WASHINGTON — The surprising silence coming from the Supreme Court over the last week on a challenge to
Under the law, if religious nonprofits request an exemption, their insurer is obligated to cover the costs of providing contraceptives to any workers who request them.
Attorneys for Little Sisters said that even being asked to sign an exemption letter was a violation of their religious freedom because it would still trigger coverage for contraceptives, which they say violates their faith.
Government attorneys asked the High Court to lift Sotomayor's stay, arguing that the contraceptive coverage rule would have no effect on the Little Sisters or the employees of its nursing homes. Solicitor General Donald Verrilli said that because its insurance provider is also a church-run entity, it also will be exempt from the legal requirements set by the healthcare law.
Moreover, government attorneys say nonprofit religious organizations like the Little Sisters are not being unduly burdened since they do not have to pay for the contraceptives, which the Obama administration argues is a basic healthcare right for women.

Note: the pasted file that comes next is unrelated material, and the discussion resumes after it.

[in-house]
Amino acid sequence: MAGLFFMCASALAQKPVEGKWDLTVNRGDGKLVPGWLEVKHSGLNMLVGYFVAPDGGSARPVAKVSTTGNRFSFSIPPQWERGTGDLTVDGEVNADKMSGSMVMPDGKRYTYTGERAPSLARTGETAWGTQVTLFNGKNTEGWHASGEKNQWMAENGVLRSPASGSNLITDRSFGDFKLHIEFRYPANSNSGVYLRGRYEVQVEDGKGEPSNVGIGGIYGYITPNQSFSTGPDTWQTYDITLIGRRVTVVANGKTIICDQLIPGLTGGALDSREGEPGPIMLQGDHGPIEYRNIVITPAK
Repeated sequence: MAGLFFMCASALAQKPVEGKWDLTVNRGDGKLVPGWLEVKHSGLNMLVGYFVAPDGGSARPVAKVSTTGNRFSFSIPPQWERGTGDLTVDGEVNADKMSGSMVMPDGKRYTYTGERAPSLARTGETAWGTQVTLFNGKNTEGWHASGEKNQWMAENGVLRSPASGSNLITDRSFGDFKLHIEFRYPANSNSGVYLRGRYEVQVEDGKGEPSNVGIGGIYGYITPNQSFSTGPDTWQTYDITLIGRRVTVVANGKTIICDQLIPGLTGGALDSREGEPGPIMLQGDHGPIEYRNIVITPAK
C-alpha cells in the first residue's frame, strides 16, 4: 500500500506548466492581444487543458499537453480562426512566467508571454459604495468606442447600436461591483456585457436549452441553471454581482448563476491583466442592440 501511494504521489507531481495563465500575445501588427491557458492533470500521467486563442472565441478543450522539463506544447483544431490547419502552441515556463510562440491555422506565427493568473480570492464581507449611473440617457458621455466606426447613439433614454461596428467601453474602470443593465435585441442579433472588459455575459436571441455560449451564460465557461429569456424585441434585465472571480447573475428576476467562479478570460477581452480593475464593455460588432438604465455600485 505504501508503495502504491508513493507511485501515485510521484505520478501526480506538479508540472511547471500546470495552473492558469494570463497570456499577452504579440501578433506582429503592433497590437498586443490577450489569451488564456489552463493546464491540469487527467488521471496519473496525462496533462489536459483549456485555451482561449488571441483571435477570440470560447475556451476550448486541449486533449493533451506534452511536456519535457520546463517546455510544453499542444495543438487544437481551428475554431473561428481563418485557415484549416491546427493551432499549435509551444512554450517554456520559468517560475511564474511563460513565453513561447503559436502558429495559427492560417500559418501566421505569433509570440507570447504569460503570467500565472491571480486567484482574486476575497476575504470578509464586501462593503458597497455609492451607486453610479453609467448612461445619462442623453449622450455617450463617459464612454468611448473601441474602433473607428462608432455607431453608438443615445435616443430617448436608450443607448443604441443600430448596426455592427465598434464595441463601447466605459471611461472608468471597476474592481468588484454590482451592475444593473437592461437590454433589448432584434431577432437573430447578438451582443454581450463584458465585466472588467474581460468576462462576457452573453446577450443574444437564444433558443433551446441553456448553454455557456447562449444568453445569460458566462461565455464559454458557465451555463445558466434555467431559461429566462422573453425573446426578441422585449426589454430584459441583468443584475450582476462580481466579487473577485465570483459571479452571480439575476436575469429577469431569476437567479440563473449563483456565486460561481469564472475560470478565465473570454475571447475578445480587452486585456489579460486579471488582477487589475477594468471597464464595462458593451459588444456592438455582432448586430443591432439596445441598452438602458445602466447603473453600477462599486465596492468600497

At least 45 similar lawsuits have been filed by church-run schools, hospitals and charities.
The court has several options, but each comes with some problems. The justices could issue an order that blocks the government from enforcing the contraceptive coverage requirements for all nonprofit religious groups until they have handed down a final ruling on their legal challenge.
But that could take more than a year and would leave tens of thousands of employees without the full health insurance coverage promised by the new law. Moreover, at least some justices are likely to think the that Catholic nonprofit groups have a very weak claim, since they are not required to pay for or subsidize the contraceptives.
The court could lift Sotomayor's order based on the government's assertion that the Little Sisters of the Poor is shielded from the law. But that would not resolve dozens of similar claims that are pending in the lower courts.
A third option would be for the court to grant the appeal in one of the pending cases and decide the legal issue by the end of the term in June. That would resolve the many pending cases, but the justices are usually reluctant to rule on the legal issue until at least one federal appeals court has weighed in.
They have already agreed to rule on whether for-profit companies run by conservative Christian families can opt out of providing contraceptives.
The nine justices are to meet Friday morning for their first conference of the year, offering them a chance to decide what to do next with the nonprofit religious groups.